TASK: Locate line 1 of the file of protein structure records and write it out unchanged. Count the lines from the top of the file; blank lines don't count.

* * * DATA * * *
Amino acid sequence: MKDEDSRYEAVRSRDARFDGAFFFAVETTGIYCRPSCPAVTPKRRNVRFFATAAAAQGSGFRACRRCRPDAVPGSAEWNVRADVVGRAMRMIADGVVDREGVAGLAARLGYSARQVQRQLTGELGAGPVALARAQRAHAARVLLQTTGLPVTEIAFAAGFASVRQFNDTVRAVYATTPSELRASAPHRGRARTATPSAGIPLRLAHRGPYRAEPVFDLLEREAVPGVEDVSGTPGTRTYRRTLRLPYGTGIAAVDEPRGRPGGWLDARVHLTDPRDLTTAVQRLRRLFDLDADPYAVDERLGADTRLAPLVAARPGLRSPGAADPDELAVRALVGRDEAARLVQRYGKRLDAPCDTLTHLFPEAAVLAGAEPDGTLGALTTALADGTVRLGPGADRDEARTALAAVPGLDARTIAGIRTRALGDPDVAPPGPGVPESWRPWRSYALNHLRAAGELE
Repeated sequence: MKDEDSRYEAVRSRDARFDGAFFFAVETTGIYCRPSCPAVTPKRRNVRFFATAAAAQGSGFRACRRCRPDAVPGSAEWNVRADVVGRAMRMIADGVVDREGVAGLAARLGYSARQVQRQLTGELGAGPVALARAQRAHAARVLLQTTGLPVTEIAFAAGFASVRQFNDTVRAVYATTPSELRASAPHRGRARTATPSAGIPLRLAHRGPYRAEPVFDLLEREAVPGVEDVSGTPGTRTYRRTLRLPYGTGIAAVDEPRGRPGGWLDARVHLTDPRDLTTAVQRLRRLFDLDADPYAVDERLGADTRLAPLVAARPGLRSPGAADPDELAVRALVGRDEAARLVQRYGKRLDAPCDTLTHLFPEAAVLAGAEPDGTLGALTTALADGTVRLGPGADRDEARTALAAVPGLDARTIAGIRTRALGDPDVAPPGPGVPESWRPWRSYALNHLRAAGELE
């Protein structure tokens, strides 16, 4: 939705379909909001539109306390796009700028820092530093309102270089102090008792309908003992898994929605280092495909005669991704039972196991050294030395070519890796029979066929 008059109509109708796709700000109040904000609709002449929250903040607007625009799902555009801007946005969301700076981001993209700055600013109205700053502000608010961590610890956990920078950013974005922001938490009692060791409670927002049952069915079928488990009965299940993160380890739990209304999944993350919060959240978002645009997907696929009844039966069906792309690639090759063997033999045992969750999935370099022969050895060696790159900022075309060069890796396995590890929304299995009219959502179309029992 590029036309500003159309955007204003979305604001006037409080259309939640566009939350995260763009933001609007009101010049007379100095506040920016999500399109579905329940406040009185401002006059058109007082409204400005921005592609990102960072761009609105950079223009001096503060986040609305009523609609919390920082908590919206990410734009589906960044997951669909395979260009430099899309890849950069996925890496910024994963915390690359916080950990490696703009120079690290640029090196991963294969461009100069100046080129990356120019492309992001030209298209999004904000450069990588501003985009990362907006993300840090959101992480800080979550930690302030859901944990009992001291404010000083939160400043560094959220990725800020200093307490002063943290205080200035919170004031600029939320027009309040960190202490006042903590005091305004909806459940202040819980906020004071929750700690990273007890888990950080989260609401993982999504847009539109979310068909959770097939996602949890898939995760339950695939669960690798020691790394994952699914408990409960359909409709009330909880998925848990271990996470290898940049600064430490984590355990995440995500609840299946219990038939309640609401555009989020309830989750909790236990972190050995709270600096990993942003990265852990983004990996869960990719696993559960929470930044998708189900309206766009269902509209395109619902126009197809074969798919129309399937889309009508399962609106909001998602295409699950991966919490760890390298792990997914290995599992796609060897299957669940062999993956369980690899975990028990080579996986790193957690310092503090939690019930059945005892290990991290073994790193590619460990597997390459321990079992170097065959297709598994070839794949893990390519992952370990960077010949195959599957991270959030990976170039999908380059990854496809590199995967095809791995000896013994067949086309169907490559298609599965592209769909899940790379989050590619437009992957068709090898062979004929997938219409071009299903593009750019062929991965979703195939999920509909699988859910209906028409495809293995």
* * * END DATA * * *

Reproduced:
Amino acid sequence: MKDEDSRYEAVRSRDARFDGAFFFAVETTGIYCRPSCPAVTPKRRNVRFFATAAAAQGSGFRACRRCRPDAVPGSAEWNVRADVVGRAMRMIADGVVDREGVAGLAARLGYSARQVQRQLTGELGAGPVALARAQRAHAARVLLQTTGLPVTEIAFAAGFASVRQFNDTVRAVYATTPSELRASAPHRGRARTATPSAGIPLRLAHRGPYRAEPVFDLLEREAVPGVEDVSGTPGTRTYRRTLRLPYGTGIAAVDEPRGRPGGWLDARVHLTDPRDLTTAVQRLRRLFDLDADPYAVDERLGADTRLAPLVAARPGLRSPGAADPDELAVRALVGRDEAARLVQRYGKRLDAPCDTLTHLFPEAAVLAGAEPDGTLGALTTALADGTVRLGPGADRDEARTALAAVPGLDARTIAGIRTRALGDPDVAPPGPGVPESWRPWRSYALNHLRAAGELE